Terrorist attack in the North 'highly likely'
A fresh terrorist attack in Northern Ireland is highly likely according to the latest intelligence assessment of the capabilities of dissident republican groups.
The threat level in the North is viewed by British intelligence agency MI5 as severe, although the danger posed by Irish dissidents in Britain has dropped from substantial to moderate.
The highest threat level is critical; "severe" means an attack is highly likely, while "substantial" is interpreted as an attack being a strong possibility; "moderate" means it is possible but unlikely.
Within the past few years the renegade republicans have killed three PSNI constables and two British soldiers and carried out several other attacks on the security forces in the North.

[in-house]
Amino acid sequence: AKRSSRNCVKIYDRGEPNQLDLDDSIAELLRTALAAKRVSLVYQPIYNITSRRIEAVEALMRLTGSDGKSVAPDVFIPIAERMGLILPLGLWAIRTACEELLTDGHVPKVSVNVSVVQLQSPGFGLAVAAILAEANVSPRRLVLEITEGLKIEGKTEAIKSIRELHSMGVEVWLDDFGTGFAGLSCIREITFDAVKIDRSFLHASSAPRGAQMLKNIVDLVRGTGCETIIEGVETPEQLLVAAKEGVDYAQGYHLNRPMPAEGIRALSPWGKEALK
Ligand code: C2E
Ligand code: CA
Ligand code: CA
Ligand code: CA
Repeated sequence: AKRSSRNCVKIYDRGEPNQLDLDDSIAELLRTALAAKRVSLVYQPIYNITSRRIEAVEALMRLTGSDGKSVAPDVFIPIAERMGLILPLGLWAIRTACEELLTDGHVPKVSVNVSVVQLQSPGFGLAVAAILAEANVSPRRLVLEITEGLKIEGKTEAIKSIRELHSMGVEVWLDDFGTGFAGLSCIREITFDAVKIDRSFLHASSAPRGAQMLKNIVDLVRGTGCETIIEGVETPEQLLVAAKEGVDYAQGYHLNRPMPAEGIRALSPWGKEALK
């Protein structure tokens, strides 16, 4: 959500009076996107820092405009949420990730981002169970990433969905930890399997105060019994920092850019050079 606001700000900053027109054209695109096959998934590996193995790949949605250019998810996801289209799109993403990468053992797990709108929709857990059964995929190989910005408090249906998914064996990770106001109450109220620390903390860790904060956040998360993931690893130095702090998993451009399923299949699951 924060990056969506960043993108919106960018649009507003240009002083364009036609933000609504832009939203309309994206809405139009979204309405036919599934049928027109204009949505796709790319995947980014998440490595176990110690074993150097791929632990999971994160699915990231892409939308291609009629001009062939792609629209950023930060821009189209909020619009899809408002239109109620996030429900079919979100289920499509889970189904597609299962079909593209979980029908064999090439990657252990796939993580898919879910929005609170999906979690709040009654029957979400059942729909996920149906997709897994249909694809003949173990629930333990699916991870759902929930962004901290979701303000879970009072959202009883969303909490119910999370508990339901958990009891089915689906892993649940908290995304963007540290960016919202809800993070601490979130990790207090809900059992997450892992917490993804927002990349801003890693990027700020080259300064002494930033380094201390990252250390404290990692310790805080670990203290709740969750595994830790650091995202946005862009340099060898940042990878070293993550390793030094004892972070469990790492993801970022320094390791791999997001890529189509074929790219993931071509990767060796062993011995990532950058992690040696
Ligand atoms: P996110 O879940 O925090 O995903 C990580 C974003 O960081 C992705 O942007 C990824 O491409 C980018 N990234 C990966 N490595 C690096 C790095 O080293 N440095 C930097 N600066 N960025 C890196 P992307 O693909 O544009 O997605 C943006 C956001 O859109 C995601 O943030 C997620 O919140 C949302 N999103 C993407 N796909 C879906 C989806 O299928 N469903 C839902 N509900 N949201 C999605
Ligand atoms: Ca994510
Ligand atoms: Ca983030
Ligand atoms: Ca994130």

Anti-terrorist officers are also concerned at the dangers posed by a new alliance formed in the summer and comprising a Real IRA faction based in Derry, the vigilante-style Republican Action Against Drugs, which already had links with the Real IRA; a group of non-aligned dissidents, mainly former Provisionals from Tyrone; and the Real IRA faction formerly led by Alan Ryan, who was murdered by a crime gang near his home in north Dublin last month.
This alliance, combined with the Continuity IRA and an outfit known as ONH, has around 600 activists.
Dissident republicans have been responsible for 19 terror attacks in Northern Ireland so far this year.
The threat level there has been at severe since March 2009 following the murders of two British soldiers and a police constable in attacks by the Real IRA and Continuity IRA.
It had previously been at that level in August 1998 when 29 people were killed in the Omagh bomb atrocity.